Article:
In September, Norman Borlaug, father of the Green Revolution, the movement that created bumper agricultural crops in the poorest countries, died. His obituaries glowed with praise for his work and credited him with saving more lives than anyone in human history, thanks to his breakthroughs that helped feed the world.

Iowa-born Borlaug started his career by developing a disease-resistant variety of wheat to help Mexican farmers who were losing their crops to wheat rust. Borlaug moved on to India and Pakistan, developing wheat varieties that produced four times more grain than traditional wheat plants and continued to apply his methods to rice and corn in other countries.

Borlaug won the Nobel Peace Prize in 1970 and the Congressional Gold Medal the same year. But he said at the time that the “battle to ensure food security for hundreds of millions of miserably poor people is far from won.”

He was right, of course. Even though his improved yields led to surpluses and low prices, and a sense that the problem was solved — for a time, from 1970 to 1990, the food supply grew faster than the world population — that situation is now reversed, and today there are more hungry people in the world than ever.  

That’s why, throughout his long career, Borlaug continued to support advances in agricultural biotechnology — the only way agriculture would have any hope of keeping up with feeding the world. He pointed out to Reason magazine in a 2000 interview that the volume of the 17 most important U.S. crops had more than doubled between 1970 and 1990. That greater amount of food was grown on 25 million fewer acres; high-yield agriculture, he argued, allowed us to save millions of acres of forest.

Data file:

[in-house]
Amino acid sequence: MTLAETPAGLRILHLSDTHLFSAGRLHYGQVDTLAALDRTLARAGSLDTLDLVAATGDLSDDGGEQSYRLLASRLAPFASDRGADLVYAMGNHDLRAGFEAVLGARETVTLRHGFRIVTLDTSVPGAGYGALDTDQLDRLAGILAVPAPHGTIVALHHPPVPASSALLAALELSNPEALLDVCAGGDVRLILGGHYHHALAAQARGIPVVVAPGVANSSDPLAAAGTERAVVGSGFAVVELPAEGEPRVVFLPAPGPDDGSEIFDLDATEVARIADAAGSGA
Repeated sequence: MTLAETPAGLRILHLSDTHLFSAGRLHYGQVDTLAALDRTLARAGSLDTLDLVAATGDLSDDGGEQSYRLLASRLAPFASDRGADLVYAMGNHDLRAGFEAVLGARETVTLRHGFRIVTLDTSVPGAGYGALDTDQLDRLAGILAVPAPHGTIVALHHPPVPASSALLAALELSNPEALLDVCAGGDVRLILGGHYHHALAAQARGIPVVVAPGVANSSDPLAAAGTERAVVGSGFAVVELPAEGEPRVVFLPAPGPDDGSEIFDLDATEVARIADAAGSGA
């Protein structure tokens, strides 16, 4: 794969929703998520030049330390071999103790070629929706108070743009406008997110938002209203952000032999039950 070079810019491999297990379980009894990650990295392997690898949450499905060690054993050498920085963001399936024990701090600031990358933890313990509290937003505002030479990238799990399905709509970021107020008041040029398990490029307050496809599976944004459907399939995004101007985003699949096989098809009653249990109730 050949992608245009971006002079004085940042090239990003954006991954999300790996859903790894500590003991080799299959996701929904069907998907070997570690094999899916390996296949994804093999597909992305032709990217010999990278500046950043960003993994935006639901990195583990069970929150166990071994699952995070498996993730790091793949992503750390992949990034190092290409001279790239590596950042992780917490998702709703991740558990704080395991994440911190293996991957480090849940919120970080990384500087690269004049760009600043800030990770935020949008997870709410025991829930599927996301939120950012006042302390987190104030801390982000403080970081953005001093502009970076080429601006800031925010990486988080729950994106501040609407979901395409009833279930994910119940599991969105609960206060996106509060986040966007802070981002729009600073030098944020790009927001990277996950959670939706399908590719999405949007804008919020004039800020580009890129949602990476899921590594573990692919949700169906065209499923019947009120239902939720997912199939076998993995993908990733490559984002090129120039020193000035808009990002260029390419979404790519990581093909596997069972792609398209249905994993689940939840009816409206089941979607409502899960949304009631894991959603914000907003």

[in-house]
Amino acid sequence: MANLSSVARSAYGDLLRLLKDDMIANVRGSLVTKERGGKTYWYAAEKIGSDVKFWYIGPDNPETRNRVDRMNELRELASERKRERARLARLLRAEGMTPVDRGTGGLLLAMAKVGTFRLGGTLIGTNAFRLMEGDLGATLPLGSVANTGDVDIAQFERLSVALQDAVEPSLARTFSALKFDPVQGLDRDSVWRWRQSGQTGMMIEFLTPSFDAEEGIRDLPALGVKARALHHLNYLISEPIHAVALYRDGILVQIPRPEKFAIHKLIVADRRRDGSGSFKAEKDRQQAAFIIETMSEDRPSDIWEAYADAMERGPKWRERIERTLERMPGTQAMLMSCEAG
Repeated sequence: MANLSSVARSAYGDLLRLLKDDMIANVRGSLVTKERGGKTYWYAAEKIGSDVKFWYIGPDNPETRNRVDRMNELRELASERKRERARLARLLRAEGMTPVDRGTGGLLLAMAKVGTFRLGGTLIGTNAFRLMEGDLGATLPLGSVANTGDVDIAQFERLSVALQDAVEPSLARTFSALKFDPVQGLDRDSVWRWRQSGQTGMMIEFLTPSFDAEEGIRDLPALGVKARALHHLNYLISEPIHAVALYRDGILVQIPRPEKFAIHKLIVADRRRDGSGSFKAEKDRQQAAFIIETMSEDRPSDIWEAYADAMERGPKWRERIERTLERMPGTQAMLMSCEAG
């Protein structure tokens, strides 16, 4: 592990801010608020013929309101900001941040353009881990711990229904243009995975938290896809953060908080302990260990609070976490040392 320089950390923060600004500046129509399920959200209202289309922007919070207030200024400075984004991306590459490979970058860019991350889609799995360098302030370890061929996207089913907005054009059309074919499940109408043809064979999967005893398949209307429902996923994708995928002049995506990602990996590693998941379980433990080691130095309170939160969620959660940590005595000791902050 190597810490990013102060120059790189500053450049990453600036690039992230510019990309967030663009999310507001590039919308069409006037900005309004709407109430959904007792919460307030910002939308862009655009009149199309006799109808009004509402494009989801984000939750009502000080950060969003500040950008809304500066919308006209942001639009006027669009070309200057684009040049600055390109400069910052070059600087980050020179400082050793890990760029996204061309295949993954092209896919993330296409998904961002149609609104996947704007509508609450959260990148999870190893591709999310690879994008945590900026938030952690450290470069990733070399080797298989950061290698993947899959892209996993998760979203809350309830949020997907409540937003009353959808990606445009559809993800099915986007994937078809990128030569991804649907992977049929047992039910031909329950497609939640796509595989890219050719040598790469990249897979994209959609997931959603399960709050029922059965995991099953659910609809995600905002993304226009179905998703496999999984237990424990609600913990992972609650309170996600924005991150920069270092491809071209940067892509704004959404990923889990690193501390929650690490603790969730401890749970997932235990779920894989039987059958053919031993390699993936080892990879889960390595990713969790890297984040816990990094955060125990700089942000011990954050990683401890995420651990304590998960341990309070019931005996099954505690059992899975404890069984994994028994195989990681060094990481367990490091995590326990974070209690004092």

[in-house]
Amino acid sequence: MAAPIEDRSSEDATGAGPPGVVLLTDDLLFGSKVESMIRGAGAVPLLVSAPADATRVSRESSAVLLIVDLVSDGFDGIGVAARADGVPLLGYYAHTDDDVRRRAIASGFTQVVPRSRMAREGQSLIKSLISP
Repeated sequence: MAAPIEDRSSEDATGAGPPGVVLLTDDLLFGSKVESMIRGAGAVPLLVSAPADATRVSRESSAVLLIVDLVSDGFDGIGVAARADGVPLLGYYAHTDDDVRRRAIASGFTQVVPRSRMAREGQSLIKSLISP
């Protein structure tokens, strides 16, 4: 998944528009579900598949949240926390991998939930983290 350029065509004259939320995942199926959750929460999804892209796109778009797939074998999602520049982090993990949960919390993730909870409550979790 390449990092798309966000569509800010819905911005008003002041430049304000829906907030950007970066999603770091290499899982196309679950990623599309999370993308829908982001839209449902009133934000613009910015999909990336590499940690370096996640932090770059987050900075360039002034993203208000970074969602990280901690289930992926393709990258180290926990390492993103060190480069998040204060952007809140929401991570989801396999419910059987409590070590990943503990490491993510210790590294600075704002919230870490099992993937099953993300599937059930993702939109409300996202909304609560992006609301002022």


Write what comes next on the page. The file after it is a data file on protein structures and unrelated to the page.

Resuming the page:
Compared to today’s techniques, Borlaug’s method was a somewhat blunt instrument: Called mutation breeding, it relied on radiation or mutagenic chemicals to increase the number of gene mutations in seeds, then identifying the instances in which the mutation was advantageous. Modern biotechnology, including GMOs, is of course more precise.

Borlaug was an unwavering believer in the ability of science to improve our lives — if we let it. In July of this year, he wrote a column in the Wall Street Journal called “Farmers Can Feed the World.” Borlaug wrote, “Governments must make their decisions about access to new technologies, such as the development of genetically modified organisms, on the basis of science, and not to further political agendas.”

Today, political agendas can interfere with what Borlaug saw as progress. Some environmentalists frown on the presence of technology in farming, a feeling that drives much of the consumer interest in organic foods. Still, an International Food Information Council report from 2008 showed that 84 percent of Americans have favorable or neutral impressions of agricultural plant technology. Seventy-eight percent reported they would be more likely to purchase foods produced through biotechnology that required fewer pesticides.

Many consumers in this country have the luxury of choosing organic food if they wish, but with a billion hungry people worldwide today and global food demand expected to double by 2050, the job of producing more food to feed the world without destroying the environment is literally life and death, still. Borlaug would say the Green Revolution must continue.